"Pascha, the Resurrection of Christ, is always present, ever central. Life in this household (or, if you prefer, the voyage on this ship, the journey along this path) is the memorial to Christ until He appears, until He comes. It is what continually goes on. It is the food and drink, the exercise, the therapy, the struggle, the way."

4/13/2015

pondered

Sunrise over the Three Sisters, Oregon, on April 12 (Orthodox Easter) from Spencer Butte, Eugene
My break from blogging and social networks took an unexpected turn when my dad underwent open heart surgery February 27. But the timing was good. Now Dad travels new roads of healing and hurting and recovery and decline.

How fragile the body which ages. And yet also how strong. A lot of years turn beneath the atmosphere, amid the stress, engaged with tragedy and with beauty. These decades of inhaling sweet breezes, for those of us who receive decades, are long but limited. Every heartbeat is another tiny descent, another spending of the allotment. Ah, glorious transaction.


Green-yellow "chicklets" on the front maple have arrived again. Today crimson leaf-babies shine in the rain. Around the tree's girth lie piles of old gray ones, their bodies once having ridden high, now composting below, nourishing fruit and flower.

Though so familiar, each fresh leaf is unique, distinct; only the process repeats itself. In nature, in creation, there are no reused entities. "My" maple will someday join its leaves in repose, and there won't be a copy saved, but the essence of treeness will continue.

Yet what is man? In "his" essence, in humanity, a unique twig and leafkin comes to be, to exist and to flower, and sometimes to undergo surgery. There is more in each human being than meets the eye. More, I believe, than sense can apprehend, and so the day of reposing in "sleep" will have more to it, as well. It's unknowable right now, a mystery past understanding, but it awaits this withering leaf. I tend to be one pondering such things.

2/17/2015

two and a remembrance

It's eleven in the morning and I'm still in my pjs. My second chapter is finished. This is nice. It's not the main thing or everything, but it's nice. (The not being dressed part not included.)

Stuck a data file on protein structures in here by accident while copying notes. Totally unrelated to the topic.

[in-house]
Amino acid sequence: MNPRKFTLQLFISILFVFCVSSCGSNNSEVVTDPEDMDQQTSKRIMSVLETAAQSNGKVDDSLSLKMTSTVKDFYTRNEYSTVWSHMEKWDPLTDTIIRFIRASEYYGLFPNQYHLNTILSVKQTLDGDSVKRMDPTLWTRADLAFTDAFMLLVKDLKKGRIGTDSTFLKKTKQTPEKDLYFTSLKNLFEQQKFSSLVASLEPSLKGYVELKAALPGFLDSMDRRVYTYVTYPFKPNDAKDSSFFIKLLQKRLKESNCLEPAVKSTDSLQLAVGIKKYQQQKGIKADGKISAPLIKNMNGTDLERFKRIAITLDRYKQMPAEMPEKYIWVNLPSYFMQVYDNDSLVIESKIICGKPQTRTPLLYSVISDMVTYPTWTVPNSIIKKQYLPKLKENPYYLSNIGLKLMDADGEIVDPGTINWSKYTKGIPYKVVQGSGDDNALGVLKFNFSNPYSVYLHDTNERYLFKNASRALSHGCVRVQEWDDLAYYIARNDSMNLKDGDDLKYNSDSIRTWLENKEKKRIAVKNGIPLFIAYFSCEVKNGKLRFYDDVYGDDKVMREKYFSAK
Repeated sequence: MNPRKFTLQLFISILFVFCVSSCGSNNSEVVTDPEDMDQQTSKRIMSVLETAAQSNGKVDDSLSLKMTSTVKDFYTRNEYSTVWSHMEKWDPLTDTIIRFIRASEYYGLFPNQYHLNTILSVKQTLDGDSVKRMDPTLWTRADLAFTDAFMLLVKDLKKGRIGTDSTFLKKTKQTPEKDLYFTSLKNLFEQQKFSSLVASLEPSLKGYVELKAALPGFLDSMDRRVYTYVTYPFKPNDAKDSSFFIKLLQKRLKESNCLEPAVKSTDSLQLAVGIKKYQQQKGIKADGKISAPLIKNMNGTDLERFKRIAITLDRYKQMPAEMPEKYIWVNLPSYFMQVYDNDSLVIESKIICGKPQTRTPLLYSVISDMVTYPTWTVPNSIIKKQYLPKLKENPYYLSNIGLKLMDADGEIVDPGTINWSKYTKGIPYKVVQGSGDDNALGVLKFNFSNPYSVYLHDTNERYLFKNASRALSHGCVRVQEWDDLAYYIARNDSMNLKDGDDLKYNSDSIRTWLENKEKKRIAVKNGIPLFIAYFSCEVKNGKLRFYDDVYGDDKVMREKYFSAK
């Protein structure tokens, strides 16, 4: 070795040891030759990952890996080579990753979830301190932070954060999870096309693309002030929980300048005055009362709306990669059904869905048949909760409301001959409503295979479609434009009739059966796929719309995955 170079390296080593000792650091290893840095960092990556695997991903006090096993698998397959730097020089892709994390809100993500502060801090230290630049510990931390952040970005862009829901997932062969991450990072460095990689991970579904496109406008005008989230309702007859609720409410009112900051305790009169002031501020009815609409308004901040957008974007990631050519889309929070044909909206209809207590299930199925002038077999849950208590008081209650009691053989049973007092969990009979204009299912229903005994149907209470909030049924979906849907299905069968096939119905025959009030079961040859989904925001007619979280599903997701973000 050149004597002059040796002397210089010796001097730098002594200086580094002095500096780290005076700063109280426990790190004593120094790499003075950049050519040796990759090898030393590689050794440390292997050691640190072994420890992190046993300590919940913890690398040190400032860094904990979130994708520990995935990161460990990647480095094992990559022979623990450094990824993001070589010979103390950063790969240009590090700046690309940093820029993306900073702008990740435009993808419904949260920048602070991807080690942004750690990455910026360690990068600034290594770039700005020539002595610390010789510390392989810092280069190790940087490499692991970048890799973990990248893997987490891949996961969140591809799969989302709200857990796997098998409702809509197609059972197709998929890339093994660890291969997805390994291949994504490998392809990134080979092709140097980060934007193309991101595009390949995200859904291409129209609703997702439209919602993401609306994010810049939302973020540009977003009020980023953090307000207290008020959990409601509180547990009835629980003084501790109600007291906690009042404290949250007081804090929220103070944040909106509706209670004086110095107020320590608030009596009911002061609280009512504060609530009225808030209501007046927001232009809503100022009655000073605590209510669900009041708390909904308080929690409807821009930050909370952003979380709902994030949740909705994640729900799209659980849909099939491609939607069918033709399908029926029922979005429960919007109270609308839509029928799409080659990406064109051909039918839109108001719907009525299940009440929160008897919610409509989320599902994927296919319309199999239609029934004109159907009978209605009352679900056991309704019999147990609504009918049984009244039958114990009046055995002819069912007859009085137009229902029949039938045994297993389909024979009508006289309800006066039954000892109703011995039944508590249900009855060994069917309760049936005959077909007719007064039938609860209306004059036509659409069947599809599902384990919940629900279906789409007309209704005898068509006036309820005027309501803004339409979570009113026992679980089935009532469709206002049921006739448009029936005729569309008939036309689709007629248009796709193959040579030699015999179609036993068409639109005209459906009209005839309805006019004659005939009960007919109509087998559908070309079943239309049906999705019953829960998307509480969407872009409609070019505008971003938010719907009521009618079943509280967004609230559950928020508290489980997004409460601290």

Even nicer, though, is sunshine. I will attempt to greet the day outside, soon, in proper apparel.

It's interesting that the events I'm memoiring about all started exactly four years ago today. This morning I mused regarding how my life is different. Much has changed. Much has been lost. There was a lot to grieve over. This includes so much ego on my part.

To be humbled is...well, not fun. But the word itself denotes a caring way and means of turning. Unlike being chastised, or disciplined, or accosted. Being humbled happens due to the reality of sacrifice. Of love. Of what is deeply existing. It's really, truly good for the soul. Especially the prideful one, mine.

2/03/2015

freely given

Beginning my first blog post of this year reminds me... our Christmas tree is still up. Yes, it's bristle-brush dry, but once in a while when you pass it the whiff of the forest exudes, and you think it's not so bad to have it around just one more morning... and maybe another.


Life is very full. I wrangle structure inside my book's second chapter. Now I have read chapter one aloud to three people besides Tim, and I've fiddled a lot more with it. Last week I went with my parents to the coast (someone had to drive them; I made the sacrifice, and so did James, the heavy lifter). Ahead of time I imagined all the writing I would do there. As it was, I spent one afternoon out of three draped over a chair arm gazing at the waters of Depoe Bay and returning to my prose every so often. It did help to some degree with the wrangling.